Black, Blue, Chocolate, Cream, Palomino, Slate, White, Pink, Red, Sable, Silver
    and combinations

    Country of Origin: China

    Activity Level: Moderate

    Life Expectancy: 13-18 years

    Litter Size:  2-6 puppies

    Good with Children: 
    Yes as long as the children are taught how to handle these little dogs

    Good with other pets: 


    Eight Week Old Chinese Crested PuppiesEight Week Old Chinese Crested Puppies

    Their name suggests that they originated in China, but it is
    more likely that they came from Africa or Mexico.

    As with other ancient breeds,
    there is little in the way of written records, so historians can only

    Some have theorized that the
    Chinese Crested is the result of the cross breeding of the Mexican Hairless and
    the Chihuahua which means they would have originated in Mexico. 

    Others have speculated that the Chinese
    Crested had evolved from African Hairless Dogs which were reduced in size by
    the Chinese. 

    Little is known of their ancient history, but it has been
    suggested that they accompanied Chinese sailors in 1530 and used to hunt vermin
    during the times of the plague. 

    sailors would also trade them at different ports. The Chinese looked at these
    dogs as having magical healing powers, but they also had a more mundane
    purpose:  A Living Heating Pad. They
    began to appear in European paintings by the 19th century. 

    Originally these dogs were called the Chinese
    Hairless, Chinese Edible Dog, the Chinese Ship Dog and the Chinese Royal

    It’s unclear when the breed arrived in North America, but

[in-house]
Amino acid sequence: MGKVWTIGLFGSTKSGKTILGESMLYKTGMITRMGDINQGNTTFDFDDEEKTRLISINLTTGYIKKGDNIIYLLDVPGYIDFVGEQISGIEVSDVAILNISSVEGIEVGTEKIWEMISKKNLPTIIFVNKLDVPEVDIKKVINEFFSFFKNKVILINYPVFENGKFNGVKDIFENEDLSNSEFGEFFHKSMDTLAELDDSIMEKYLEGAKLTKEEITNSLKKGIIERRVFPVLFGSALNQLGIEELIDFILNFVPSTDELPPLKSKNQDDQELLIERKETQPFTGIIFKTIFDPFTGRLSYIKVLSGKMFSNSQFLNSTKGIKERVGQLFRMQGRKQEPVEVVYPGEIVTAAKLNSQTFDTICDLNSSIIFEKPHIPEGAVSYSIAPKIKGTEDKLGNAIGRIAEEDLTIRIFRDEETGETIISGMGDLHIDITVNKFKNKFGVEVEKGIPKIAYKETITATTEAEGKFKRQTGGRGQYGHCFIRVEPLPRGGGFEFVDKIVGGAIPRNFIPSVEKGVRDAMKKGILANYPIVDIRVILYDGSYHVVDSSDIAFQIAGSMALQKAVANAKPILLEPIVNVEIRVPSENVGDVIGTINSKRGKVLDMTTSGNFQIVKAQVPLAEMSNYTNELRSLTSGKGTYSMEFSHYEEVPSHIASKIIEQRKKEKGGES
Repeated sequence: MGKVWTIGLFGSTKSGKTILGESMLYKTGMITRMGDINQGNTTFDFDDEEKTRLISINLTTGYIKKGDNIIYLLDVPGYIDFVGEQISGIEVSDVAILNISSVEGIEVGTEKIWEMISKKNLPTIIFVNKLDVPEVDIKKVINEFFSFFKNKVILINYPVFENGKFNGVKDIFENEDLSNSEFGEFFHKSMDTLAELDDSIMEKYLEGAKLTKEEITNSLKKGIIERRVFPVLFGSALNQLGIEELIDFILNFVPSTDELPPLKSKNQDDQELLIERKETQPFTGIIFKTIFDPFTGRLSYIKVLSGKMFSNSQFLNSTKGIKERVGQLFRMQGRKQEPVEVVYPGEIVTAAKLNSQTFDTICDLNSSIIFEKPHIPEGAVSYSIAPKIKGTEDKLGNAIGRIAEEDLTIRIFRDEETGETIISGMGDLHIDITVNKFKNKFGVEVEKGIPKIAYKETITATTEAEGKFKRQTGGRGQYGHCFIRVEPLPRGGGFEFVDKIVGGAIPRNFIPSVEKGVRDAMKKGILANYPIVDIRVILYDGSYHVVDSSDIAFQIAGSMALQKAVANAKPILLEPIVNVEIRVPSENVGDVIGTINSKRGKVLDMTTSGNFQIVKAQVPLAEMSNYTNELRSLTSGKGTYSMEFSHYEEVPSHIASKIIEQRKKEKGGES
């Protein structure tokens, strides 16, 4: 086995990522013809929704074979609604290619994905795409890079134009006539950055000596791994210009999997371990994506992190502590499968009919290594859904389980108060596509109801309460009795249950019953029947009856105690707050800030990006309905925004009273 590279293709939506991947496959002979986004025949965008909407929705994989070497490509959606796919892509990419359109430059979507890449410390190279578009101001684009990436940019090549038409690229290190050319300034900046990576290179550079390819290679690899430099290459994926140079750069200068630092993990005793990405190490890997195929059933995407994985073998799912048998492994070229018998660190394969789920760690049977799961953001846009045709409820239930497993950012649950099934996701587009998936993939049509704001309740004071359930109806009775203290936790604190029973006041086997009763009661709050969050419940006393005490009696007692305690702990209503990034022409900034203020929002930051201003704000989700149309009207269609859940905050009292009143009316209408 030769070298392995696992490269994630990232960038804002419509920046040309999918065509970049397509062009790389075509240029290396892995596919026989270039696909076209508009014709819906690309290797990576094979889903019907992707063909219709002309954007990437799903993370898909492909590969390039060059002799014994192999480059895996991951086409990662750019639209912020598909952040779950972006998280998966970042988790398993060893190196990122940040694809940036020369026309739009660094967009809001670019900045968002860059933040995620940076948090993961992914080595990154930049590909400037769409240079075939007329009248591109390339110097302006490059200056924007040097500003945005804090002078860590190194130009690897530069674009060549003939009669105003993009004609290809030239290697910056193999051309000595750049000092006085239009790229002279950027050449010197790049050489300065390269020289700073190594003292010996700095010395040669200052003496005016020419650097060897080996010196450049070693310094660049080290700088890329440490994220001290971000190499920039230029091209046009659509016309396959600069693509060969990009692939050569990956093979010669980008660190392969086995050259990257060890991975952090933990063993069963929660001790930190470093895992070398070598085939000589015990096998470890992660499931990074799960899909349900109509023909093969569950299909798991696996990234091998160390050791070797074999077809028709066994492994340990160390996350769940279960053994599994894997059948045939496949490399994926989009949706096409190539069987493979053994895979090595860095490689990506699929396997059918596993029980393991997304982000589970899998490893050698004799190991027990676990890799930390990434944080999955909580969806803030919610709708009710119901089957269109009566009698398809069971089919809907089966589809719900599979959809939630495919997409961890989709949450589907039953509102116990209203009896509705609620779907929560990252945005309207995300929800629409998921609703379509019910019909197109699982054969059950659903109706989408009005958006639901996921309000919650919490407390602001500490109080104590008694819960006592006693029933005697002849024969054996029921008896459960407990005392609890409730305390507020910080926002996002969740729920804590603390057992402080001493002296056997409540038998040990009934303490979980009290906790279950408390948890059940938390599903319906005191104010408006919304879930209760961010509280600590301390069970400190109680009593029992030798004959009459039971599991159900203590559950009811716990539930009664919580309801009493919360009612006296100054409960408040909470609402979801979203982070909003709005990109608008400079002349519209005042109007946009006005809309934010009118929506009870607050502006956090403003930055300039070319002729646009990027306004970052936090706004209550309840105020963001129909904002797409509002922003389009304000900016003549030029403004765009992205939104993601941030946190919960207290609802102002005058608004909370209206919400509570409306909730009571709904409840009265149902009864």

the first breed club was founded in 1974 in the United States.

    It was
    recognized by the American Kennel Club in 1985 as part of its Miscellaneous
    class, and was accepted for full registration in 1991. Thus, this ancient breed
    is relatively new to America.


    Chinese Crested (Powderpuff)

    Alert, happy and highly intelligent, the Crested adores his owners. They love to kiss and snuggle and make excellent lap dogs. 

    They are considered to be friendly, but can be wary of strangers.  But to their favorite person, they will devote their entire existence.   

    They need frequent socialization and training because they are naturally suspicious of strangers, even to the point of biting them.   

    Expect kisses and lots of snuggle time in your lap from this happy, loving little guy once he comes to accept you as his pack.  The breed has been labeled “needy” due to his high social drive to bond to his people and his distrust of strangers, but each Crested is different and shows a range of personality traits.

    These dogs don’t have the same tendency to show separation anxiety when being left alone as some small breed dogs do. 

    According to Dr. Wendy Ryan, DVM, from Cloud9ChineseCresteds,

    “they are the least destructive dogs I’ve ever had and tend to be very loving and easy to live with. They are not needy by any measure. They lie all over my home and don’t need to be in my lap. But if I go upstairs, they will all follow, as have ALL of the dogs I’ve ever owned. If not socialized, I have seen some that are fearful and timid, but that is true of most breeds. (unless you speak of Labs and Goldens, who tend to love EVERYBODY.)”